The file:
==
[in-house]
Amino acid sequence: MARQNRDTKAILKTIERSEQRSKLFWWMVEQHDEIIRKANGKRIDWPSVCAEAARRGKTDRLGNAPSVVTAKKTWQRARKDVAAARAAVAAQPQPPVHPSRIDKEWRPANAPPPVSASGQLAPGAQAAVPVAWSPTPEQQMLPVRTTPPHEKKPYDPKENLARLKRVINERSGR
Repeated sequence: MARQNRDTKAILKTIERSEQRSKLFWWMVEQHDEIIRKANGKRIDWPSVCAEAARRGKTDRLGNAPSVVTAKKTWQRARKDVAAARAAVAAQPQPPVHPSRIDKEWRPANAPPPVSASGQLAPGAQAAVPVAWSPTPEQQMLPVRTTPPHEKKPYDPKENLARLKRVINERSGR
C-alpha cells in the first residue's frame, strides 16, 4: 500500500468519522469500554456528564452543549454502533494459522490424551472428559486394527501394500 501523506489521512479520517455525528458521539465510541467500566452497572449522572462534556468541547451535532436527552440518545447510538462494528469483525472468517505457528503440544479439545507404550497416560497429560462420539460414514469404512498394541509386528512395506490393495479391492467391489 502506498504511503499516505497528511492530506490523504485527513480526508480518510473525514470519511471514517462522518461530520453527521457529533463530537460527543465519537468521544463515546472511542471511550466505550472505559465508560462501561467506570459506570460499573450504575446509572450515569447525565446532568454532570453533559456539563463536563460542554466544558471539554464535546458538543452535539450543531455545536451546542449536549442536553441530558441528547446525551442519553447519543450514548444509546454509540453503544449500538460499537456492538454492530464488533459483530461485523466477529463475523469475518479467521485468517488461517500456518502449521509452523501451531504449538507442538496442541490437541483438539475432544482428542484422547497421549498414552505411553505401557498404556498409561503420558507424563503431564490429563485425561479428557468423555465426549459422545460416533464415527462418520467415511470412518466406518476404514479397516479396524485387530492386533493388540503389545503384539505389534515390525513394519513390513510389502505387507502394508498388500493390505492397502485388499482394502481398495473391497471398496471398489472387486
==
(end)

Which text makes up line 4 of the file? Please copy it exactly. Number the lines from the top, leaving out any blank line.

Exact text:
C-alpha cells in the first residue's frame, strides 16, 4: 500500500468519522469500554456528564452543549454502533494459522490424551472428559486394527501394500 501523506489521512479520517455525528458521539465510541467500566452497572449522572462534556468541547451535532436527552440518545447510538462494528469483525472468517505457528503440544479439545507404550497416560497429560462420539460414514469404512498394541509386528512395506490393495479391492467391489 502506498504511503499516505497528511492530506490523504485527513480526508480518510473525514470519511471514517462522518461530520453527521457529533463530537460527543465519537468521544463515546472511542471511550466505550472505559465508560462501561467506570459506570460499573450504575446509572450515569447525565446532568454532570453533559456539563463536563460542554466544558471539554464535546458538543452535539450543531455545536451546542449536549442536553441530558441528547446525551442519553447519543450514548444509546454509540453503544449500538460499537456492538454492530464488533459483530461485523466477529463475523469475518479467521485468517488461517500456518502449521509452523501451531504449538507442538496442541490437541483438539475432544482428542484422547497421549498414552505411553505401557498404556498409561503420558507424563503431564490429563485425561479428557468423555465426549459422545460416533464415527462418520467415511470412518466406518476404514479397516479396524485387530492386533493388540503389545503384539505389534515390525513394519513390513510389502505387507502394508498388500493390505492397502485388499482394502481398495473391497471398496471398489472387486